A month after the new academic year, ‘Samacheer Kalvi,' or Equitable Standard School Education, introduced for students of Classes I and VI has not gone down well with most parents and teachers. A good number of school management heads think that integrating all the school boards — State, Matriculation, Oriental and Anglo-Indian — has diluted their existing syllabus, while parents continue to remain anxious.
On Sunday, questions pertaining to ‘Samacheer Kalvi' dominated the Parents Teachers Association (PTA) meeting of St. Michael's Matriculation Higher Secondary School, Adyar. Parents of both middle and high school students queried the management on a number of issues concerning the new syllabus.
Many raised their apprehensions about the new curriculum diluting the standard of education. They said they feared that the standard of their children might not be competitive enough for other examinations.
A few parents suggested that the school switch to CBSE or ICSE stream. The management replied that many applications for NOCs were pending with the State government and it was unlikely, according to parents who attended the meeting. The management tried to convince the parents saying that they would supplement the regular ‘Samacheer Kalvi' textbooks with extra material.
Similarly, in the feedback forms issued by TI Matriculation Higher Secondary School before PTA meetings were held, some parents raised concerns on ‘Samacheer Kalvi.'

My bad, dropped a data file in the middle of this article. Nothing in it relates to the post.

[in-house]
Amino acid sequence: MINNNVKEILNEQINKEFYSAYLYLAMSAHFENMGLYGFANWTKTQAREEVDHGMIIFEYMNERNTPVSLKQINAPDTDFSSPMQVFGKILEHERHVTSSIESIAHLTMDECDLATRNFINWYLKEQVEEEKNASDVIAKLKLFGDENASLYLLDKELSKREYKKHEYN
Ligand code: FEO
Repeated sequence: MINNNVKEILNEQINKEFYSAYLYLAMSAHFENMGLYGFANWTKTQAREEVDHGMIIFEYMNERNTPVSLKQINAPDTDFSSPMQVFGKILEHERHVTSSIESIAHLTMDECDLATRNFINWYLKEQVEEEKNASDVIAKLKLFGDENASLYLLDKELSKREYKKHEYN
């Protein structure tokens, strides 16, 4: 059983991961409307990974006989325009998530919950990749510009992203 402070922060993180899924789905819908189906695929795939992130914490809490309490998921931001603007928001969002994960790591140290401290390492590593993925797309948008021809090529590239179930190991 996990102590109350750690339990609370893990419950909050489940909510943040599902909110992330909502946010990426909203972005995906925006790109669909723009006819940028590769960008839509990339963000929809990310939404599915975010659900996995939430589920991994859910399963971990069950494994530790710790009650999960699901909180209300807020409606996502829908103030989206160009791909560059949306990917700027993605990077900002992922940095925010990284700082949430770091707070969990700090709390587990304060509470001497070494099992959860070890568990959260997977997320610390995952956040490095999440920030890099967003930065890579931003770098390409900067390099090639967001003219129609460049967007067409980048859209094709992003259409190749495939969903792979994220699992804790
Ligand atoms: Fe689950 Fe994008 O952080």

The issues were addressed in an open meeting held classwise. However, Principal Sheela Raghavan thinks Class VI parents, for whom the meeting is yet to be held, would be more anxious.
Rathna Kumar (name changed), a parent of a Class VI student at Don Bosco School, said his son's teacher told the class that they were studying only one-fourth of what their seniors studied.
Some parents said the standard of the Maths and English syllabus for Class VI had been watered down.
Meanwhile, Principals say that as the goals are quite simple in the new syllabus, they are supplementing it with additional content and activity.
“We are following the ‘Samacheer Kalvi' syllabus but our methodology is different. We have introduced the XSEED programme in which teachers have a lesson plan prepared for every hour and emphasis is on consistency this year,” says Ms. Raghavan.
Father Stanley Ignatius, Principal of Don Bosco, Egmore, agrees that the curriculum has taken a beating, with subjects such as Maths and Science reduced to a single paper. “We are planning to use additional content to enrich students' understanding,” he says.
While supplementing content from elsewhere is one possibility schools are considering, managements say the challenge is to see how many teachers would go that extra length. Monitoring that would be a big task, say school heads.